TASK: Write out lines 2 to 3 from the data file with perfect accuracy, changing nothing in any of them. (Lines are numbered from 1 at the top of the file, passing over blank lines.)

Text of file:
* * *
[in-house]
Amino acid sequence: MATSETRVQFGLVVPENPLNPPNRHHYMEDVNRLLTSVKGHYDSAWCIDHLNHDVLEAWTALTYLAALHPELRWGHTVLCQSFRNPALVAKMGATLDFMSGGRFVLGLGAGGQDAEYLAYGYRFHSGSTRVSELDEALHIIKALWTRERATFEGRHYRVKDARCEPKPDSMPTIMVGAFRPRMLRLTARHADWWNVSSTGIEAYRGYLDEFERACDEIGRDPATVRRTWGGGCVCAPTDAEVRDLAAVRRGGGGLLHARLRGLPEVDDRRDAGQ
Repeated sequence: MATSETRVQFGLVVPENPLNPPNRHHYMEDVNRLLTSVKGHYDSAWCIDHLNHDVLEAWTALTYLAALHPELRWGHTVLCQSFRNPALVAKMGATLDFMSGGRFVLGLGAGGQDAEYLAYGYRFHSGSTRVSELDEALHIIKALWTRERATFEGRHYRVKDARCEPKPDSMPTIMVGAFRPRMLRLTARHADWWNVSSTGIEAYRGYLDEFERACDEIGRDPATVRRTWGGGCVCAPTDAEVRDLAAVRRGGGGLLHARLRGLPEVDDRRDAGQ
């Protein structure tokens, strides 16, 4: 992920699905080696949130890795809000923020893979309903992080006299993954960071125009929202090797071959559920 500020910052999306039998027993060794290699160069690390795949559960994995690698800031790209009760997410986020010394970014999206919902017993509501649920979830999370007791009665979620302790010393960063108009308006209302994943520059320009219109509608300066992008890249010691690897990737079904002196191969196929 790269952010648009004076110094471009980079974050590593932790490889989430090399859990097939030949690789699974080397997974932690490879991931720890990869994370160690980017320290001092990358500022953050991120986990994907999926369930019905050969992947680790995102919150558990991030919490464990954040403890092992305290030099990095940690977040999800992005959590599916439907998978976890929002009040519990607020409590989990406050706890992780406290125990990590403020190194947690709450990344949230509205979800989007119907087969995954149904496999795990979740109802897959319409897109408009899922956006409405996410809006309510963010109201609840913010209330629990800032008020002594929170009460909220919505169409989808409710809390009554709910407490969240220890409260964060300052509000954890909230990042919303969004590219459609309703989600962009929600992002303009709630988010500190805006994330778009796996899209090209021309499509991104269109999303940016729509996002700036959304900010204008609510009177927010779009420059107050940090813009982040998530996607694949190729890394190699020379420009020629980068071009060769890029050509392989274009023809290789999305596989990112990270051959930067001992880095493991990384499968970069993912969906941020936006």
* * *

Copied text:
Amino acid sequence: MATSETRVQFGLVVPENPLNPPNRHHYMEDVNRLLTSVKGHYDSAWCIDHLNHDVLEAWTALTYLAALHPELRWGHTVLCQSFRNPALVAKMGATLDFMSGGRFVLGLGAGGQDAEYLAYGYRFHSGSTRVSELDEALHIIKALWTRERATFEGRHYRVKDARCEPKPDSMPTIMVGAFRPRMLRLTARHADWWNVSSTGIEAYRGYLDEFERACDEIGRDPATVRRTWGGGCVCAPTDAEVRDLAAVRRGGGGLLHARLRGLPEVDDRRDAGQ
Repeated sequence: MATSETRVQFGLVVPENPLNPPNRHHYMEDVNRLLTSVKGHYDSAWCIDHLNHDVLEAWTALTYLAALHPELRWGHTVLCQSFRNPALVAKMGATLDFMSGGRFVLGLGAGGQDAEYLAYGYRFHSGSTRVSELDEALHIIKALWTRERATFEGRHYRVKDARCEPKPDSMPTIMVGAFRPRMLRLTARHADWWNVSSTGIEAYRGYLDEFERACDEIGRDPATVRRTWGGGCVCAPTDAEVRDLAAVRRGGGGLLHARLRGLPEVDDRRDAGQ